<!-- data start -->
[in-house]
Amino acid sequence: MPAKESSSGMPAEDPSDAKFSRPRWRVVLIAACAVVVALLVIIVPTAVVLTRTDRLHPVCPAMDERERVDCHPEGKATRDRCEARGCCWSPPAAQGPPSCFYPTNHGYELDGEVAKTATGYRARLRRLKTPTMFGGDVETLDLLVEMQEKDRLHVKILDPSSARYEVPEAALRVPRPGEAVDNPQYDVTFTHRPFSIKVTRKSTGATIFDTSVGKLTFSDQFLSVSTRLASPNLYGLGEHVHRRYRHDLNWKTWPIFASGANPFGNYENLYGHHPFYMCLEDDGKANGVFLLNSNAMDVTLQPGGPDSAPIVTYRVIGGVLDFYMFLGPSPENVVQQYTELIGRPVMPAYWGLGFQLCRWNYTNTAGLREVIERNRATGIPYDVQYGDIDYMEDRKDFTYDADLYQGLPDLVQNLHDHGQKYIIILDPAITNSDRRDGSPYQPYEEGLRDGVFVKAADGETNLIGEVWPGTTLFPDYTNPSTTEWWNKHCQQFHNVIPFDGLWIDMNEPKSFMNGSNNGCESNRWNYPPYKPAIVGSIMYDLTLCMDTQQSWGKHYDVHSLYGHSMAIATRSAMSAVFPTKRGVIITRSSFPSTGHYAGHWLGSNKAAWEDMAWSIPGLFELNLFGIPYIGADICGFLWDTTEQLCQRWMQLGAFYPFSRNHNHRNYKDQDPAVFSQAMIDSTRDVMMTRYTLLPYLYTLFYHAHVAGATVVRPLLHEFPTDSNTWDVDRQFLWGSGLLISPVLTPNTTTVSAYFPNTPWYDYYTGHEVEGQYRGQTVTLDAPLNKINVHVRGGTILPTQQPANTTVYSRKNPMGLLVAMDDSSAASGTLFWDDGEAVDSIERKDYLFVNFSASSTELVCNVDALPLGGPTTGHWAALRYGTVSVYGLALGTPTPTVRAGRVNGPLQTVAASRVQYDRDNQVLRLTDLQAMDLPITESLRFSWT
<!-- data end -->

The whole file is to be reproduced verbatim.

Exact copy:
[in-house]
Amino acid sequence: MPAKESSSGMPAEDPSDAKFSRPRWRVVLIAACAVVVALLVIIVPTAVVLTRTDRLHPVCPAMDERERVDCHPEGKATRDRCEARGCCWSPPAAQGPPSCFYPTNHGYELDGEVAKTATGYRARLRRLKTPTMFGGDVETLDLLVEMQEKDRLHVKILDPSSARYEVPEAALRVPRPGEAVDNPQYDVTFTHRPFSIKVTRKSTGATIFDTSVGKLTFSDQFLSVSTRLASPNLYGLGEHVHRRYRHDLNWKTWPIFASGANPFGNYENLYGHHPFYMCLEDDGKANGVFLLNSNAMDVTLQPGGPDSAPIVTYRVIGGVLDFYMFLGPSPENVVQQYTELIGRPVMPAYWGLGFQLCRWNYTNTAGLREVIERNRATGIPYDVQYGDIDYMEDRKDFTYDADLYQGLPDLVQNLHDHGQKYIIILDPAITNSDRRDGSPYQPYEEGLRDGVFVKAADGETNLIGEVWPGTTLFPDYTNPSTTEWWNKHCQQFHNVIPFDGLWIDMNEPKSFMNGSNNGCESNRWNYPPYKPAIVGSIMYDLTLCMDTQQSWGKHYDVHSLYGHSMAIATRSAMSAVFPTKRGVIITRSSFPSTGHYAGHWLGSNKAAWEDMAWSIPGLFELNLFGIPYIGADICGFLWDTTEQLCQRWMQLGAFYPFSRNHNHRNYKDQDPAVFSQAMIDSTRDVMMTRYTLLPYLYTLFYHAHVAGATVVRPLLHEFPTDSNTWDVDRQFLWGSGLLISPVLTPNTTTVSAYFPNTPWYDYYTGHEVEGQYRGQTVTLDAPLNKINVHVRGGTILPTQQPANTTVYSRKNPMGLLVAMDDSSAASGTLFWDDGEAVDSIERKDYLFVNFSASSTELVCNVDALPLGGPTTGHWAALRYGTVSVYGLALGTPTPTVRAGRVNGPLQTVAASRVQYDRDNQVLRLTDLQAMDLPITESLRFSWT